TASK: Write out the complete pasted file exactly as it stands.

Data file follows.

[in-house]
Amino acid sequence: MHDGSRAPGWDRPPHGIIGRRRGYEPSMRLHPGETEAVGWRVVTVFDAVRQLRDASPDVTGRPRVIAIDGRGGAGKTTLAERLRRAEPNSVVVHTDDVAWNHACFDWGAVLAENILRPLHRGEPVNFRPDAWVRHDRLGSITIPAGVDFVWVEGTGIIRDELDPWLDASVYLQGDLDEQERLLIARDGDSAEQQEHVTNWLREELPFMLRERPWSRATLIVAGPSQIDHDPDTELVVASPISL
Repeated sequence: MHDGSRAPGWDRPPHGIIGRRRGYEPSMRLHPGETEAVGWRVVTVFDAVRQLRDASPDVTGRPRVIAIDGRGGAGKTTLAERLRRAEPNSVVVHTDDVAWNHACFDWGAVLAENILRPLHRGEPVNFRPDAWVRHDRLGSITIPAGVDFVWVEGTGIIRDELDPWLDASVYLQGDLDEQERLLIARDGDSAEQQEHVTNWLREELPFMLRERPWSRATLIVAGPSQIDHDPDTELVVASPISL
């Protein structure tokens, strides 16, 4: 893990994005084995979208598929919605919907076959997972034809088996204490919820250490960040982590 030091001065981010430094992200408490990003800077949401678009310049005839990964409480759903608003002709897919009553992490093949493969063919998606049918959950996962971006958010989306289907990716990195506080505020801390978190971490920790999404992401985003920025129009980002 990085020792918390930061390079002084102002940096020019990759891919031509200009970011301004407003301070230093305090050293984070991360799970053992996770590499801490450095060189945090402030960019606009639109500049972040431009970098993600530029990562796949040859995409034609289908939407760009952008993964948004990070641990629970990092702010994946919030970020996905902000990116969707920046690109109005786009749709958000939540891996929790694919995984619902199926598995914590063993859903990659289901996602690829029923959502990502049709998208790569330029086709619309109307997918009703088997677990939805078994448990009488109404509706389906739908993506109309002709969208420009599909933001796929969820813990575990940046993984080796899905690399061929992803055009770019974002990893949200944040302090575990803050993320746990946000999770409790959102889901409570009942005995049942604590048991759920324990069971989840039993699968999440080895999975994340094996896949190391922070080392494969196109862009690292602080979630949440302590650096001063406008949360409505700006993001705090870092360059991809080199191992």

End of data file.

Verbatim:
[in-house]
Amino acid sequence: MHDGSRAPGWDRPPHGIIGRRRGYEPSMRLHPGETEAVGWRVVTVFDAVRQLRDASPDVTGRPRVIAIDGRGGAGKTTLAERLRRAEPNSVVVHTDDVAWNHACFDWGAVLAENILRPLHRGEPVNFRPDAWVRHDRLGSITIPAGVDFVWVEGTGIIRDELDPWLDASVYLQGDLDEQERLLIARDGDSAEQQEHVTNWLREELPFMLRERPWSRATLIVAGPSQIDHDPDTELVVASPISL
Repeated sequence: MHDGSRAPGWDRPPHGIIGRRRGYEPSMRLHPGETEAVGWRVVTVFDAVRQLRDASPDVTGRPRVIAIDGRGGAGKTTLAERLRRAEPNSVVVHTDDVAWNHACFDWGAVLAENILRPLHRGEPVNFRPDAWVRHDRLGSITIPAGVDFVWVEGTGIIRDELDPWLDASVYLQGDLDEQERLLIARDGDSAEQQEHVTNWLREELPFMLRERPWSRATLIVAGPSQIDHDPDTELVVASPISL
């Protein structure tokens, strides 16, 4: 893990994005084995979208598929919605919907076959997972034809088996204490919820250490960040982590 030091001065981010430094992200408490990003800077949401678009310049005839990964409480759903608003002709897919009553992490093949493969063919998606049918959950996962971006958010989306289907990716990195506080505020801390978190971490920790999404992401985003920025129009980002 990085020792918390930061390079002084102002940096020019990759891919031509200009970011301004407003301070230093305090050293984070991360799970053992996770590499801490450095060189945090402030960019606009639109500049972040431009970098993600530029990562796949040859995409034609289908939407760009952008993964948004990070641990629970990092702010994946919030970020996905902000990116969707920046690109109005786009749709958000939540891996929790694919995984619902199926598995914590063993859903990659289901996602690829029923959502990502049709998208790569330029086709619309109307997918009703088997677990939805078994448990009488109404509706389906739908993506109309002709969208420009599909933001796929969820813990575990940046993984080796899905690399061929992803055009770019974002990893949200944040302090575990803050993320746990946000999770409790959102889901409570009942005995049942604590048991759920324990069971989840039993699968999440080895999975994340094996896949190391922070080392494969196109862009690292602080979630949440302590650096001063406008949360409505700006993001705090870092360059991809080199191992």